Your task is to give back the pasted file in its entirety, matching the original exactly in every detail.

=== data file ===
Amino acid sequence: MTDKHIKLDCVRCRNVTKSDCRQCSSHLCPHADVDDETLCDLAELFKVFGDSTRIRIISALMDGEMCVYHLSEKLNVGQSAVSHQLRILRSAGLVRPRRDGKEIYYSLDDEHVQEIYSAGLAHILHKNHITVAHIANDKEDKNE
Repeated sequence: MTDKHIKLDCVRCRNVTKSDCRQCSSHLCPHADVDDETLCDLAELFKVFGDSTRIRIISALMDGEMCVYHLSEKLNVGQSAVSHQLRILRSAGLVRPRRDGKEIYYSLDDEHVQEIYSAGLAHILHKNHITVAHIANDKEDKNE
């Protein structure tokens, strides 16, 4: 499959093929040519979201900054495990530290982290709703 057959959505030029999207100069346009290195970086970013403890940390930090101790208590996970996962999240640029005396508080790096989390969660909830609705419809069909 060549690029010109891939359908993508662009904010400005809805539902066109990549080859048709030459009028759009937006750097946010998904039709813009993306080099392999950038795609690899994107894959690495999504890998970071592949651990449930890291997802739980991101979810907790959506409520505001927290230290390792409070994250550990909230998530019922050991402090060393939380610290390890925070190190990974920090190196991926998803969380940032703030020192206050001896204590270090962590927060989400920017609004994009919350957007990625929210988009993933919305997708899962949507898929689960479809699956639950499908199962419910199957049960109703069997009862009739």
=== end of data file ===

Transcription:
Amino acid sequence: MTDKHIKLDCVRCRNVTKSDCRQCSSHLCPHADVDDETLCDLAELFKVFGDSTRIRIISALMDGEMCVYHLSEKLNVGQSAVSHQLRILRSAGLVRPRRDGKEIYYSLDDEHVQEIYSAGLAHILHKNHITVAHIANDKEDKNE
Repeated sequence: MTDKHIKLDCVRCRNVTKSDCRQCSSHLCPHADVDDETLCDLAELFKVFGDSTRIRIISALMDGEMCVYHLSEKLNVGQSAVSHQLRILRSAGLVRPRRDGKEIYYSLDDEHVQEIYSAGLAHILHKNHITVAHIANDKEDKNE
């Protein structure tokens, strides 16, 4: 499959093929040519979201900054495990530290982290709703 057959959505030029999207100069346009290195970086970013403890940390930090101790208590996970996962999240640029005396508080790096989390969660909830609705419809069909 060549690029010109891939359908993508662009904010400005809805539902066109990549080859048709030459009028759009937006750097946010998904039709813009993306080099392999950038795609690899994107894959690495999504890998970071592949651990449930890291997802739980991101979810907790959506409520505001927290230290390792409070994250550990909230998530019922050991402090060393939380610290390890925070190190990974920090190196991926998803969380940032703030020192206050001896204590270090962590927060989400920017609004994009919350957007990625929210988009993933919305997708899962949507898929689960479809699956639950499908199962419910199957049960109703069997009862009739």